A partially planned photo taken when the street sweeper turned around at just the right moment and in focus
“Please move along,” the man said. I had wanted to photograph the door he opened, of the brownstone on the Upper East Side of Manhattan, along a quiet residential street on an afternoon that signaled spring. It had one of those giant brass knobs in the center, against a forest green solid wood background, and if it had been round and set into a hillside I would have been sure that Bilbo Baggins the hobbit resided within. Somebody went to trouble with this entryway to communicate class. I actually mumbled something or the other about how the door was interesting, but that had no discernible effect. Unless the guard — what other role might he have had? — coincidentally happened to be about to walk outside, he must have been on duty and aware that a miscreant was pointing a camera at the property he was protecting.
“I’m going to have to ask you to move along,” he repeated. He did not have to add anything about my not wanting to make him come out there, to make his point.
He was burly, Caucasian, early 30s, in a tight fitting suit, with crew cut hair. I believe he was wearing one of those earpieces you see not only in movies but in reality, though my perception of that detail might have been inspired by the weirdness of the encounter. I did as I was told. There are other doors in the world. I was tempted to loop back with my cellphone to take a snapshot. That seemed unwise.
Perhaps the owners of the property were just especially sensitive about their privacy. If only I had been shooting a digital camera set to full automatic mode, I would have been able to squeeze off a shot. But on my Contax G2 I had to fiddle with the exposure compensation dial because of the shadows in the scene. I fumbled the opportunity.
Even though I had loaded black and white film, I have learned what countless others have before me. Many, if not most, vivid colorful scenes turn out to have as much character, even more, rendered in fine greyscale.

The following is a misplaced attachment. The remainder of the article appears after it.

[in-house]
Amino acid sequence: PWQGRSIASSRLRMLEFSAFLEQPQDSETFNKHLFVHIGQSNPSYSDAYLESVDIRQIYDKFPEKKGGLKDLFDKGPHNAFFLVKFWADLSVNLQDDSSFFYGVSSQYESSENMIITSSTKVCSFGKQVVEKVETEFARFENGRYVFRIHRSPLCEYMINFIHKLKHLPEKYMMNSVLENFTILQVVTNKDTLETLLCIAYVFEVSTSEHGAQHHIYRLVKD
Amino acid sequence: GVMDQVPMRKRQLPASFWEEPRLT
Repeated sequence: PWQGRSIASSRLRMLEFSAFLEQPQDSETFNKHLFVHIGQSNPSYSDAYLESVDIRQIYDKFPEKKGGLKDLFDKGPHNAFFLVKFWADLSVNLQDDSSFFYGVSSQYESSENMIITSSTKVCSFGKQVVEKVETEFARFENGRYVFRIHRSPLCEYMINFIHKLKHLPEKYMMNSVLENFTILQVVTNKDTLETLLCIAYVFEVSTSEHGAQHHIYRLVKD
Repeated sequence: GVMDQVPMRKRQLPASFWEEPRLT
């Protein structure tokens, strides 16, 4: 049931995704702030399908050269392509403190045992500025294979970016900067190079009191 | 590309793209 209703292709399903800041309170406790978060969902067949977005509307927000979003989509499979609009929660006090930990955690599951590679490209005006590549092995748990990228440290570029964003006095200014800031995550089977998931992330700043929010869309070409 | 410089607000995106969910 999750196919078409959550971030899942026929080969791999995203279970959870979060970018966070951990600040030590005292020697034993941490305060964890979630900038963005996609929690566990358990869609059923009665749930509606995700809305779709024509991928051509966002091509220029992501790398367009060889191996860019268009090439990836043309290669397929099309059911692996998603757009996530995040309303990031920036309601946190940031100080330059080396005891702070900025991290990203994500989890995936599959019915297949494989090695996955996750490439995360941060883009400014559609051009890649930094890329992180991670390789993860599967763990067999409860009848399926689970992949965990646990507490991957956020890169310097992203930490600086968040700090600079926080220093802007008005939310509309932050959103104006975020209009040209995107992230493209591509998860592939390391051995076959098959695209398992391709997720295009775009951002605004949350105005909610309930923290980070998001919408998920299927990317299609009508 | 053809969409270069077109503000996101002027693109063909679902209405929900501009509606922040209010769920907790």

The week before, I had exited the Washington Metro subway, seen a man playing a ukulele, dropped a dollar into his bucket, and tried to take a photo. The busker, dark complexioned, bundled up against the cold, waved me off. He had one of those faces that I like to see, with sharp angles and signs of wear, bearing pockmarks suited for portraiture.
In that instance, I was resentful. I reasoned that I had tipped him, which meant we had a bargain in my mind at least, and he was in a public space anyway. Then I immediately felt guilty about my general privilege and inappropriate presumption, remembering the episode of the Seinfeld television show in which the always boorish but never boring George Costanza attempted to retrieve the dollar he had dropped into the gratuities jar when the barista turned away, so he could be seen by the worker bestowing his largesse.
The musician shook his head vehemently despite showing a smile. Actually, people who study smiles inform us that to reveal your teeth in that manner suggests everything from aggression to fright to madness, but not, in general, happiness.
Since then more than once, I have heard the distinctive melody of this performer. As I have ridden the long escalator from the Brutalist stations underground, anonymous among commuters and tourists in the nation’s Capitol, I have contemplated sneaking a picture as I scurry by in the crowd. My wife has scolded me for stalking the poor fellow. She has added without stereotyping but with sympathy that he might have some reason to not wish to have his image captured. He certainly deserves greater consideration than a door. I have left him alone.
It is for these photographic possibilities, however, as I pass people going about their business, that I carry a camera at all times. There is so much to be documented that is intrinsically ephemeral.
Yet these moments of protest against photography have been compelling in their own right. By definition, when I was unable to take the photo, I have nothing to show for it. I can, however, save the moment in a memory that is not private, fragile, and hence hardly deserving the title. I can write about what I witnessed. That is a worthwhile genre of photography: the absence, the omission, the mistake, or, if one wishes to be literary, the lacuna. This alternative means of recording, then sharing, an experience constitutes an experiment. Although words cannot reproduce what a photograph can, they can render something else; they generate a new original for the reader, complete with a personalized graphic.
There are so many people, even our families who suffer our equipment in their faces, who are reluctant to have their photos taken. Everyone who fancies himself a “street photographer,” a term that has descended, like “foodie” into caricature if not buffoonery, exploits others to an extent. Even if we are not gawking at the suffering around us, recording it rather than reducing it, perhaps we are perpetrating a bit of wrong.
I remind myself to be sensitive. Photography must have ethics to it, beyond etiquette. The risk of this technology is not that, as myth would have it, we will steal the souls of our subjects, but that we will surrender the souls of our selves.